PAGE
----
[continued from here, here and here]
Paul M, whom I have just realized is Paul Manata, has replied to my critique of Van Til's one person view of the Trinity, which he has dubbed COrnelius Van til’s Enigmatic Trinitarian Statement, or COVETS. They can be seen here, here and here.
I would like to make a couple of points here, then close up (hopefully) the discussion. First of all, I very much appreciate the interaction with Paul. We can disagree strongly even, but to take each other's arguments seriously and interact with them is a virtue that few people have. As I may have said somewhere, I respect people who hold to their beliefs and are willing to stand for them and defend them. Those who retreat into the darkness and snipe are cowards who are unwilling to stand for their beliefs.
With that, let us look into the response proper.
Manata is clearly more well-read than me on this topic, and I concede that fact. That does not mean that he is right, but it certainly mean that I need to read up more on the subject. And if one thinks that such an attitude is wrong, one needs to learn what are the implications of the doctrine of the perspicuity of Scripture.
Van Til's contradiction
Manata consistently insists that the burden of proof is on me to prove that Van Til's formula is a contradiction. My reply has been that it is impossible to prove something is a contradiction if the statement makes no sense. I have in mind Van Til's statement that God is both three persons and one person. If Van Til and Paul and any Van Tillians out there cannot explicate the senses, the statement of it that being true due to each proposition predicated according to different senses is meaningless. And if the predication according to different senses is meaningless, then by default the one person three persons view is a formal contradiction.
Now, there are attributes of God that are almost impossible to explain, which is why we use the negation to tell others what God is not. So God is incomprehensible, God is infinite etc. Similarly, in order to explicate the different senses, language may fail to describe the senses. Even then, through the use of negation such may be done. So it is not the case that language cannot explain what are the different senses. Contra Manata, no one is asking for "what the terms meant in sufficient detail," and thus we can comprehend God fully. We are not asking Van Tillians to "fully solve and explicate the mysterious doctrine of the trinity [sic]." We are merely asking for enough explication to differentiate the different senses instead of mere ipse dixit and appeal to paradox.
Manata attempts an analogy to show why formal contradictions are fine. He wrote:
For example, suppose a wise father tells his young daughter that he say a young female patient today who had x-y chromosome pair. The daughter, relying on the wise testimony of her father holds both propositions on the testimony of her father, recognizing she is not as wise as him but if he says so it must be so. Now, in fact the propositions do not contradict if the father, say, means the first one genotypically and the second one phenotypically.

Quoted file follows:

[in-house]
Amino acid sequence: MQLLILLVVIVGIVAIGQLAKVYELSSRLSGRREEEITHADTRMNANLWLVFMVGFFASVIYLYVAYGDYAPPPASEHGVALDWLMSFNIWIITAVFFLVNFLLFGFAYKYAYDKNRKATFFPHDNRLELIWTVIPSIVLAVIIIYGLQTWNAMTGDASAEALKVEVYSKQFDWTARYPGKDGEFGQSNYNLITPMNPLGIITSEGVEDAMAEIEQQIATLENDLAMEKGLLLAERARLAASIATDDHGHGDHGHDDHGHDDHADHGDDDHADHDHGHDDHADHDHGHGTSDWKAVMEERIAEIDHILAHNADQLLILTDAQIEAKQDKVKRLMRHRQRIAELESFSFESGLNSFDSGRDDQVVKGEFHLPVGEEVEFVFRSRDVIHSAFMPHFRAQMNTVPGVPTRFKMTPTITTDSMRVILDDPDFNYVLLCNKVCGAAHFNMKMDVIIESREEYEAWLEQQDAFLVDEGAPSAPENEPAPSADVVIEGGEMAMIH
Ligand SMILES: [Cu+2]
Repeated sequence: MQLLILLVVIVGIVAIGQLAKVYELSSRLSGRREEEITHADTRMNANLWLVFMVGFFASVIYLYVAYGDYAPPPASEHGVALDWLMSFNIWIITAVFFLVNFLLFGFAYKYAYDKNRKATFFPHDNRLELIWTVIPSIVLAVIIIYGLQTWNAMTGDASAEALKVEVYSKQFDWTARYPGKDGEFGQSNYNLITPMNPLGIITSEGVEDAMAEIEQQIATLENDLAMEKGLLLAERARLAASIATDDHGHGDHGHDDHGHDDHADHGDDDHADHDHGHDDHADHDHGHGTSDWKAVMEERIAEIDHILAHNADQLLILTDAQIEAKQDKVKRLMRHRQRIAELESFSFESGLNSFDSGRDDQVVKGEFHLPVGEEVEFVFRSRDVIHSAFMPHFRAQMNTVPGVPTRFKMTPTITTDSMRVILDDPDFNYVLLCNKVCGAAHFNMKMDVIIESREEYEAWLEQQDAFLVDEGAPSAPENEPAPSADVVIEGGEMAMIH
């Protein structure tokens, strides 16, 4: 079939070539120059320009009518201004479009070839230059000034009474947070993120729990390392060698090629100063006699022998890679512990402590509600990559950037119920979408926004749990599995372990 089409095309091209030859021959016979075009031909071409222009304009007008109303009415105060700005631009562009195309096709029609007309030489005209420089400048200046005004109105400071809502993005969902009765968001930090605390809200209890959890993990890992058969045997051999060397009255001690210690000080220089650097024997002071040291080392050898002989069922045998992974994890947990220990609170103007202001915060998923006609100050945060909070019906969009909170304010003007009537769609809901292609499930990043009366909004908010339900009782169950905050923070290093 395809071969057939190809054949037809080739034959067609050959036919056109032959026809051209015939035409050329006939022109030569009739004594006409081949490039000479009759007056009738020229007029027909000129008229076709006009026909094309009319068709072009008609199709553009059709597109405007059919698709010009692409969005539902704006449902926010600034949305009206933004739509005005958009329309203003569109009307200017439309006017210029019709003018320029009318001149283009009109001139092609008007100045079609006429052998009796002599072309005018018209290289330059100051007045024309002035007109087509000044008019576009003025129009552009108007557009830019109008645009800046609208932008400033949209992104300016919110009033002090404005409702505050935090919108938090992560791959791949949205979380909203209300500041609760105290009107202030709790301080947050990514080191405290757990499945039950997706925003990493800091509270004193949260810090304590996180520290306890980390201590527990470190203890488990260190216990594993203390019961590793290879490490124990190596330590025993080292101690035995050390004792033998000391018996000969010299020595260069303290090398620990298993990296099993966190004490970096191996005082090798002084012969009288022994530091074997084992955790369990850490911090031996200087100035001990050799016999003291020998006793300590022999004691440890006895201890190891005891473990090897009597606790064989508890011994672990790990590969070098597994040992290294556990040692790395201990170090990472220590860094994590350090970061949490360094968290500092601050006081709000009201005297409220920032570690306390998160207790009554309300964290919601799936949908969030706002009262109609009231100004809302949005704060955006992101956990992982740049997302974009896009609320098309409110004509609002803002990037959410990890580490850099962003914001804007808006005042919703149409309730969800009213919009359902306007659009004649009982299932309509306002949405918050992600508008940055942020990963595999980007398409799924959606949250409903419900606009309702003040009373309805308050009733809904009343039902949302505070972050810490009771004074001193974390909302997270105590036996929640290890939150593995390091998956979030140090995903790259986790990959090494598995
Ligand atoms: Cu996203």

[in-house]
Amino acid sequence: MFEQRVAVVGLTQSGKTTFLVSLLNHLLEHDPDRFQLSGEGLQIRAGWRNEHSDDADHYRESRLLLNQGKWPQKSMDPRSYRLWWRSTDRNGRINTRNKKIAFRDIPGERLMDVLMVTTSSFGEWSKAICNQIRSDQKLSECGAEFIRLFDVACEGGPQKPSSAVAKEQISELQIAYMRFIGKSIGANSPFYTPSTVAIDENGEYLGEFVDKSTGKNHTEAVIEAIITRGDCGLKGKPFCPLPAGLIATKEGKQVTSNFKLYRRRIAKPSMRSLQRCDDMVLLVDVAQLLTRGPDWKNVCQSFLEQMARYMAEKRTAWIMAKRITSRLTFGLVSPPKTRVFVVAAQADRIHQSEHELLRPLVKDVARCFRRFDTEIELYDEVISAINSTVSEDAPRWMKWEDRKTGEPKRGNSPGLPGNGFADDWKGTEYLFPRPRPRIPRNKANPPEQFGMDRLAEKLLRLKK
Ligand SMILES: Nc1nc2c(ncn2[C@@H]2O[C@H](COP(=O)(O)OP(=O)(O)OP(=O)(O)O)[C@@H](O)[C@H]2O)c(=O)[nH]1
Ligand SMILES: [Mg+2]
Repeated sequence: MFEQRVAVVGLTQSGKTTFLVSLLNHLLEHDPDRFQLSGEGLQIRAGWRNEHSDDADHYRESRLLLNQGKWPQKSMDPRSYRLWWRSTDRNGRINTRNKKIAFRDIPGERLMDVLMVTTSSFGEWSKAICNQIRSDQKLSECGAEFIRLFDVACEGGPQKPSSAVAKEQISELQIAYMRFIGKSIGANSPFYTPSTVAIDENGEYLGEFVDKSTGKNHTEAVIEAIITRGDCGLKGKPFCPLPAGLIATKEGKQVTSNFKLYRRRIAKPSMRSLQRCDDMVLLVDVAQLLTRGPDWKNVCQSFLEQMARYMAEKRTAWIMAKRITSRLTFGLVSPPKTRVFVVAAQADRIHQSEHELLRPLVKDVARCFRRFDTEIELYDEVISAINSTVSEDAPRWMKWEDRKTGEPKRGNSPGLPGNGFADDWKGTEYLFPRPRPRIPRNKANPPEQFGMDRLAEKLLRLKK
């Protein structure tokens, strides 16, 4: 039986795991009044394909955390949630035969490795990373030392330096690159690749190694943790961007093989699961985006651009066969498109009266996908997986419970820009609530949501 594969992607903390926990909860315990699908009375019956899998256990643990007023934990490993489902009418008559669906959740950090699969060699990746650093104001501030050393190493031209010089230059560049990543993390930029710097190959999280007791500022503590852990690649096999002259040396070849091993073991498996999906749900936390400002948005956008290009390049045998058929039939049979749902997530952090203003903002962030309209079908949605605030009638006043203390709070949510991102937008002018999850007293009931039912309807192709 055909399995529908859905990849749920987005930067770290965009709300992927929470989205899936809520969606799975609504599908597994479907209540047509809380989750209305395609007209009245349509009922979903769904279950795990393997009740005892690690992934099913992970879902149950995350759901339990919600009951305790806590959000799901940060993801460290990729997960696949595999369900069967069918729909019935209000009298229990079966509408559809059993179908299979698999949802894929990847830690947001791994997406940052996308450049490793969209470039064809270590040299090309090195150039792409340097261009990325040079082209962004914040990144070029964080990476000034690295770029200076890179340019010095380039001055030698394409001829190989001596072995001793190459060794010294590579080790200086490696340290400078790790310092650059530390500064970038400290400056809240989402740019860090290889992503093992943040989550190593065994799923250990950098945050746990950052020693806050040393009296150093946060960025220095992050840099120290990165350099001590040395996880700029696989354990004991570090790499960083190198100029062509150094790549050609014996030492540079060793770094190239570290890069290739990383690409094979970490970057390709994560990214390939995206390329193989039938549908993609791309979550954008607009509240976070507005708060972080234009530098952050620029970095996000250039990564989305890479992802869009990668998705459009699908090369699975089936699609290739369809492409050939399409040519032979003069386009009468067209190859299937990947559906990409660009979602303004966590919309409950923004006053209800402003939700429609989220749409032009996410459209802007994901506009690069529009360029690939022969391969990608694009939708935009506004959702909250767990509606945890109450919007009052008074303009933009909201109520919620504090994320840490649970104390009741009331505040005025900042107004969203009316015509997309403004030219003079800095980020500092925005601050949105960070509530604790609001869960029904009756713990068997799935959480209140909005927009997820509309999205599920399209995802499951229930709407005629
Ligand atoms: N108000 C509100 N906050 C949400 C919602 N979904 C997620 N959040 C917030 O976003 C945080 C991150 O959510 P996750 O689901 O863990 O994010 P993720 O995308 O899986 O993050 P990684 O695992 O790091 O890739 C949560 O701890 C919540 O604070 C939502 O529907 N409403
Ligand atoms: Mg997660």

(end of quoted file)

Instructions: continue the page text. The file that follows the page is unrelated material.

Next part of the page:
This analogy however fails. Note that the contradiction posited by Manata states is between the proposition "female" and "ha[ving] x-y chromosome pair." It is not a formal contradiction in and by itself. The contradiction occurs only with the addition of another premise, namely: "Those having XY chromosome pair are males." But this premise is wrong! Not all XY chromosome pair possessing individuals are males, a fact that geneticists know. For example, just a simple mutation that make all cells non-responsive to testosterone would render XY individuals females. Sox9 repressed XY individuals are similarly phenotypically females, while SOX9 over expression in XX individuals causes female-to-male sex reversal.
Using this analogy, a formal contradiction analogous to Van Til's error would be saying something like "female" and "male" as predicated of the same subject. Assuming a world without hermaphrodites, this would be a formal contradiction of the first degree. If such were to be said, explanation would be necessary. Manata's analogy thus fails to establish his point.
Manata pointed out that my counter-analogy of saying that "Jesus is always the uncreated Son of God form [sic] eternity and is also at the same time a created being" is actually possible. Upon reading again, it is indeed so. So I propose another analogy along the same lines: "Jesus has two natures and one nature at the same time". We'll see if this will pass as orthodox if we insist that they are spoken of in two different senses, which we will not tell of course.
The relation of the orthodox formula and the one person view
Manata maintains that the one person view for Van Til is a logical implication from the orthodox view. That is a matter of interpretation. One man's modus ponens is another's modus tollens. I will just leave it as that and ask the reader to decide whether it is proper to assume Van Til's orthodoxy and rationality on this point of the doctrine of the Trinity in interpreting the evidence, or vice versa.
The issue of "paradox"